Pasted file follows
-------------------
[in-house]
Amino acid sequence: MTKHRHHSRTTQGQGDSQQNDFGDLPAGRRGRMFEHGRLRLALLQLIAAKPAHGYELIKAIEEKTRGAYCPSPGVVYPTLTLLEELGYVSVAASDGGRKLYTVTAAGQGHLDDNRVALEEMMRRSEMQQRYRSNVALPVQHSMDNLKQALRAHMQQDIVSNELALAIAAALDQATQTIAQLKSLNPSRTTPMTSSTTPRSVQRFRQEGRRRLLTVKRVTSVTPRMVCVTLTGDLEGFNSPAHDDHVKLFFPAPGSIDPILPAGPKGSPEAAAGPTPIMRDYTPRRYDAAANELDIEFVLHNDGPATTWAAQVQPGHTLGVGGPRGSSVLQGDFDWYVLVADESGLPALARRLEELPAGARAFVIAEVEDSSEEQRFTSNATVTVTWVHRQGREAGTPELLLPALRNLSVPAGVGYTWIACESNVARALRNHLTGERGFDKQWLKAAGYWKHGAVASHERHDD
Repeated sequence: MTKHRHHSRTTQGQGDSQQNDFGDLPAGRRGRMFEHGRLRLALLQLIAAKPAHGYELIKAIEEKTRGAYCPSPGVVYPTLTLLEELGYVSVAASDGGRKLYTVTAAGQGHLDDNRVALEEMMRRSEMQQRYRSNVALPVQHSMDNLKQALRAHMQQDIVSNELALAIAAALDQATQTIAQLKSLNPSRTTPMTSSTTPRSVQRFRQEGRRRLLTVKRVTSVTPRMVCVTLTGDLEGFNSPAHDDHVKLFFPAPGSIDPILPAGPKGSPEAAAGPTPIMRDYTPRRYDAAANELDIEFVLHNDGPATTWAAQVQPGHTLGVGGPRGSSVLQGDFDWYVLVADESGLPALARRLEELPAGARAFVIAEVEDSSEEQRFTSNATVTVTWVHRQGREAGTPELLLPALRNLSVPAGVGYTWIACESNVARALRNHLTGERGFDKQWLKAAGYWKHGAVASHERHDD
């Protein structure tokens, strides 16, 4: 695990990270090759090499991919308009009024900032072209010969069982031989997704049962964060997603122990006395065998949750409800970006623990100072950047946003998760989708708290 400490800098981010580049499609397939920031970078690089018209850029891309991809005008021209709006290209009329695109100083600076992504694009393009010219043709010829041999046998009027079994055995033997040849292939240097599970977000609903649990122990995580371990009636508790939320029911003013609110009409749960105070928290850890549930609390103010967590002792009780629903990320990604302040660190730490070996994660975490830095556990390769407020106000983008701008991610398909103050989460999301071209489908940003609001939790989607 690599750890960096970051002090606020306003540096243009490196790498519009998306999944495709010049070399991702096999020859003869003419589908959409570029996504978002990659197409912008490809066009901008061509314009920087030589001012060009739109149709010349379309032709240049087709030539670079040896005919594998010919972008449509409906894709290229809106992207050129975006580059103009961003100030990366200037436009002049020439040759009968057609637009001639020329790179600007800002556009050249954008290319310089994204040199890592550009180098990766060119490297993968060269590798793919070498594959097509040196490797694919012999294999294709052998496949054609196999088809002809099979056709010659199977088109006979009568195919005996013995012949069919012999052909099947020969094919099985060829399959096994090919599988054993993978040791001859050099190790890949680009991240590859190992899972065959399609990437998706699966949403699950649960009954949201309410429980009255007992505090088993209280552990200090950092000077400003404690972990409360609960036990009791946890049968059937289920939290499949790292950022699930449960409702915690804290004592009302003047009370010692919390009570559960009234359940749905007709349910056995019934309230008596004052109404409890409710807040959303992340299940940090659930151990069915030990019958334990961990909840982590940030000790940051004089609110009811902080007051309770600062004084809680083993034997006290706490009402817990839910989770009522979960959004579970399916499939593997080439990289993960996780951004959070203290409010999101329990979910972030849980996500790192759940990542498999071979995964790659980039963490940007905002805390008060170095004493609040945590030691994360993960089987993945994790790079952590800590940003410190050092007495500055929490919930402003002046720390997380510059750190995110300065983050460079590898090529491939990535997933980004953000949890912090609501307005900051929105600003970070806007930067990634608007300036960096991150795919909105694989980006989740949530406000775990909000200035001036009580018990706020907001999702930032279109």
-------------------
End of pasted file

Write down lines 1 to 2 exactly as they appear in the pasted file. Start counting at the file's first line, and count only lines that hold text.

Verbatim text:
[in-house]
Amino acid sequence: MTKHRHHSRTTQGQGDSQQNDFGDLPAGRRGRMFEHGRLRLALLQLIAAKPAHGYELIKAIEEKTRGAYCPSPGVVYPTLTLLEELGYVSVAASDGGRKLYTVTAAGQGHLDDNRVALEEMMRRSEMQQRYRSNVALPVQHSMDNLKQALRAHMQQDIVSNELALAIAAALDQATQTIAQLKSLNPSRTTPMTSSTTPRSVQRFRQEGRRRLLTVKRVTSVTPRMVCVTLTGDLEGFNSPAHDDHVKLFFPAPGSIDPILPAGPKGSPEAAAGPTPIMRDYTPRRYDAAANELDIEFVLHNDGPATTWAAQVQPGHTLGVGGPRGSSVLQGDFDWYVLVADESGLPALARRLEELPAGARAFVIAEVEDSSEEQRFTSNATVTVTWVHRQGREAGTPELLLPALRNLSVPAGVGYTWIACESNVARALRNHLTGERGFDKQWLKAAGYWKHGAVASHERHDD